The art of ageing gracefully

Tom Hughes

On Sunday I revisited the memorial project for the Nottingham Progressive Jewish Congregation. It was finished three years ago, and the beauty of the stone is now really coming through.

The Clipsham limestone we specified has mellowed down in colour and is showing a nice patina whilst the twisting coping stones and faced block to the interior look as crisp as ever.

Clipsham is a local stone with a noble pedigree- quarried less than 40 miles from the site of the memorial, it was used in the construction of Windsor Castle in the 14th Century and at King's College Chapel in Cambridge.

The coping stones were 'spun' into shape on site from a harder york stone, giving them a sharper line, greater weathering resistance and a darker blue/brown appearance.

Portfolio project
A stone memorial for a Jewish congregation

Tom Hughes

This project is the result of our combined interests in public art, craftsmanship and education. Starting as a student design competition that we organised at Nottingham Trent University for the Nottingham Progressive Jewish Congregation, our design process became an involved exploration of traditional stone walling techniques and complex numerical modelling to create a solemn yet welcoming landscaped space.

This project was shortlisted for the RIBA East Midlands Award for Architecture 2011.

The completed stome memorial, with collaborating artist Igor Barteczko

We were approached by the client to create a memorial structure for their congregation’s cemetery on an exposed hillside with excellent views over the Trent valley. We proposed, set up and ran a design competition for students, then collaborated with the winner to bring the project to completion. We redesigned the competition winning entry, working with the student in the role of project artist, to ensure buildability and adherence to a very restricted budget.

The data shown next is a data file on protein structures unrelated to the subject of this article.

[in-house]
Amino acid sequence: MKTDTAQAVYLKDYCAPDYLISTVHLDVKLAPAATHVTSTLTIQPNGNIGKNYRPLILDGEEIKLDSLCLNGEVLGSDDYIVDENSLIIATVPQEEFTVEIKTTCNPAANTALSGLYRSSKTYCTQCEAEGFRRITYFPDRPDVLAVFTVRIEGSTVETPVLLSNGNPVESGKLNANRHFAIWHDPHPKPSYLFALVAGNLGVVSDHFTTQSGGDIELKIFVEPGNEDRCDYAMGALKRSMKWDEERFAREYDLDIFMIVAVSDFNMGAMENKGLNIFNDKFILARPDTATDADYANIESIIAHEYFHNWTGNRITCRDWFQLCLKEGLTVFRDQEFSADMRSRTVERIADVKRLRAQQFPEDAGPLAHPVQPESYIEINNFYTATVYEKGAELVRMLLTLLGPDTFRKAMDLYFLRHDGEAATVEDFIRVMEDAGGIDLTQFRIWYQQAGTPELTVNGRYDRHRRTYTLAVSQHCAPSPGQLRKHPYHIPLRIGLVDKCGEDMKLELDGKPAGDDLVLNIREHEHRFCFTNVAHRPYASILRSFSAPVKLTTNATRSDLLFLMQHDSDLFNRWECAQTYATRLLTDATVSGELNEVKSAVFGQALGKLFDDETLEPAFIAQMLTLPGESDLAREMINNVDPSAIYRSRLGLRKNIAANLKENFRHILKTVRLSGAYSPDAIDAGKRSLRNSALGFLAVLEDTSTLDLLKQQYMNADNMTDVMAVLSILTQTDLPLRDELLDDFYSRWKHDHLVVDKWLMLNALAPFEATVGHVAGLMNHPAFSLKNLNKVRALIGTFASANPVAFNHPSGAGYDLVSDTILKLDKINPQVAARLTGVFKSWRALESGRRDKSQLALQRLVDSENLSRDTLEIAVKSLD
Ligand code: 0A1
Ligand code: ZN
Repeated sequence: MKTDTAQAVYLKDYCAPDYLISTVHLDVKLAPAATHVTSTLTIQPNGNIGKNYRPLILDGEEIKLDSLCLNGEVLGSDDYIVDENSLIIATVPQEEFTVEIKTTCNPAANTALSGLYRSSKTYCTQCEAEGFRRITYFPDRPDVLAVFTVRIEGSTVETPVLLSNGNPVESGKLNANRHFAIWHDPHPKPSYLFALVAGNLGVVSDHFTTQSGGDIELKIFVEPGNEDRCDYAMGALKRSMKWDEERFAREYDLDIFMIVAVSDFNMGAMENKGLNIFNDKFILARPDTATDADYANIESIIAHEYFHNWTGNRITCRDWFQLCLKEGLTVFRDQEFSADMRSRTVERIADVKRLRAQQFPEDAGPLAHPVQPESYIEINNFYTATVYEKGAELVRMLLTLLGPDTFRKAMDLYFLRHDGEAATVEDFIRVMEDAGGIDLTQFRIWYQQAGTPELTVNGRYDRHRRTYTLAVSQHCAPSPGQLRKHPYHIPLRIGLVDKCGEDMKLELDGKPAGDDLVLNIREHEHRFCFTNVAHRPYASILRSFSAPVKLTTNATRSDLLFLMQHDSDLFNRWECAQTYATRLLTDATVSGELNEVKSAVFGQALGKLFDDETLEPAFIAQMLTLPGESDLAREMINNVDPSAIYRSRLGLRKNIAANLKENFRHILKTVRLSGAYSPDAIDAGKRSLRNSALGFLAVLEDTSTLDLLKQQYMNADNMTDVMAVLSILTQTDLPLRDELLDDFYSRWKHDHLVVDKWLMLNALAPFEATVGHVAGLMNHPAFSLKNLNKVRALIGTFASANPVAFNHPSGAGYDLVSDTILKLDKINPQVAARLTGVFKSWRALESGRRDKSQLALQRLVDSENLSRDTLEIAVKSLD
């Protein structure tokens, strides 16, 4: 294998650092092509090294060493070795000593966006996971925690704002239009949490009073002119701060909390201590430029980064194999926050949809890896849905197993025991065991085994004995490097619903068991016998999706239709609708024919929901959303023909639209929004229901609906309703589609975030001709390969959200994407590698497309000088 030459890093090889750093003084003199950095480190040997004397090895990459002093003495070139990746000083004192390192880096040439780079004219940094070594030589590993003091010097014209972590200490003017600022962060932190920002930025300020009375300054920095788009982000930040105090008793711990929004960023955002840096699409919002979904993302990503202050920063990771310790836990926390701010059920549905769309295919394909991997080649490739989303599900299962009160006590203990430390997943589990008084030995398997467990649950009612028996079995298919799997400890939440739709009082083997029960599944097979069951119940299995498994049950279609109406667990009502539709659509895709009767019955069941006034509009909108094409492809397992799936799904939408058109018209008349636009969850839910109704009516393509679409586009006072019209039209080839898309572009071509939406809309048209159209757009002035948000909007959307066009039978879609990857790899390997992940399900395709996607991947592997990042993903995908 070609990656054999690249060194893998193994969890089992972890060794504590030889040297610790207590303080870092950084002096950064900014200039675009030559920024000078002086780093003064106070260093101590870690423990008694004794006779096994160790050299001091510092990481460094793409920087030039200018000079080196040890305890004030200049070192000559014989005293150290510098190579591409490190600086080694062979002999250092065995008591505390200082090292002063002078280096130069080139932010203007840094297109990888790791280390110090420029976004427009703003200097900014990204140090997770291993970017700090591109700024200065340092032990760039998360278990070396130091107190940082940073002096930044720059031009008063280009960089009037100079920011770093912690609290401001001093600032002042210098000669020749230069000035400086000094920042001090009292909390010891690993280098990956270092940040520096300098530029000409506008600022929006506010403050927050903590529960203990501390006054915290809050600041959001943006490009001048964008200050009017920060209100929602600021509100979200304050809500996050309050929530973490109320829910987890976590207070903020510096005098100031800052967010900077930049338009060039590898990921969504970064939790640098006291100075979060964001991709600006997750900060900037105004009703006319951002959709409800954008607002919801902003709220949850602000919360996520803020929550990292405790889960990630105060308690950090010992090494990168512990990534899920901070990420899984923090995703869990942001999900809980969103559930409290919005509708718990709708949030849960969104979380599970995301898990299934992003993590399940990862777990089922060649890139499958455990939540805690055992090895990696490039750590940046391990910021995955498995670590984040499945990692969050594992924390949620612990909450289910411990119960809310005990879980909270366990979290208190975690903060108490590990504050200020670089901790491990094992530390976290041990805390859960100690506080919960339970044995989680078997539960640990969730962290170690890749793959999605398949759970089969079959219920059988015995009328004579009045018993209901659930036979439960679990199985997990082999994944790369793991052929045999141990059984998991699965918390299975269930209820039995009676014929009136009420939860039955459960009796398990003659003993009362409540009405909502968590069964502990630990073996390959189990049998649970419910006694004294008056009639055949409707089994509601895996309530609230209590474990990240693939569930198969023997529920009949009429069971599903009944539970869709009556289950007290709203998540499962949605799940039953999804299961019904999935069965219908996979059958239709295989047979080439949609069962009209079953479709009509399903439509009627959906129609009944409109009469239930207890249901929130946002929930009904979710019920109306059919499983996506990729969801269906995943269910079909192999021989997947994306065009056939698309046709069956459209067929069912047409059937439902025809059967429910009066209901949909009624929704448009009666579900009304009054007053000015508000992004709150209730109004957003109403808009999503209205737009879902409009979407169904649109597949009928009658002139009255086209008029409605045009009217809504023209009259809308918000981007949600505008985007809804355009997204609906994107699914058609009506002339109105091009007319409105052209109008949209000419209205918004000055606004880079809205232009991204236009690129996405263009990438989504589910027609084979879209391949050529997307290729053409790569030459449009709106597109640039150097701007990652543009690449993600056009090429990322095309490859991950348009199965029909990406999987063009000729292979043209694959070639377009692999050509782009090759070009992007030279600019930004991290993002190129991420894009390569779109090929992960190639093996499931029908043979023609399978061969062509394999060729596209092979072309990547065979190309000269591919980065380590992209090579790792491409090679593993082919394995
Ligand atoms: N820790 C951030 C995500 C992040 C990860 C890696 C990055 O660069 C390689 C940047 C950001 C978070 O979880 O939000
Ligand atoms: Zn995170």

Our innovations on this project include a rejuvenation of traditional craft building techniques and the use of three dimensional computer modelling to achieve the twisting shape using stonework. We developed a custom plugin for our 3D modelling software to help us explore alternative geometries with the stone masons and produce the required three-dimensional templates for the preparation of the curved ashlar stonework.

The first commemorative plaques, on the curved ashlar.

The resulting structure creates a strong sense of place with an intense focus for ceremonial purposes, whilst also framing views out and welcoming visitors in.

The Memorial viewed from the cemetery entrance.

Two 2hD projects shortlisted for RIBA EM Awards

Thibaut Devulder

The Royal Institute of British Architects (RIBA) has announced the shortlisted projects for the 2011 RIBA East Midlands Award for Architecture, celebrating the finest examples of architectural excellence in the region.

We are delighted that two of our projects have been shortlisted for this year's award:

Our stone memorial for the Nottingham Progressive Jewish Congregation

Our inflatable event space for the Lille Museum of Modern Art (LaM).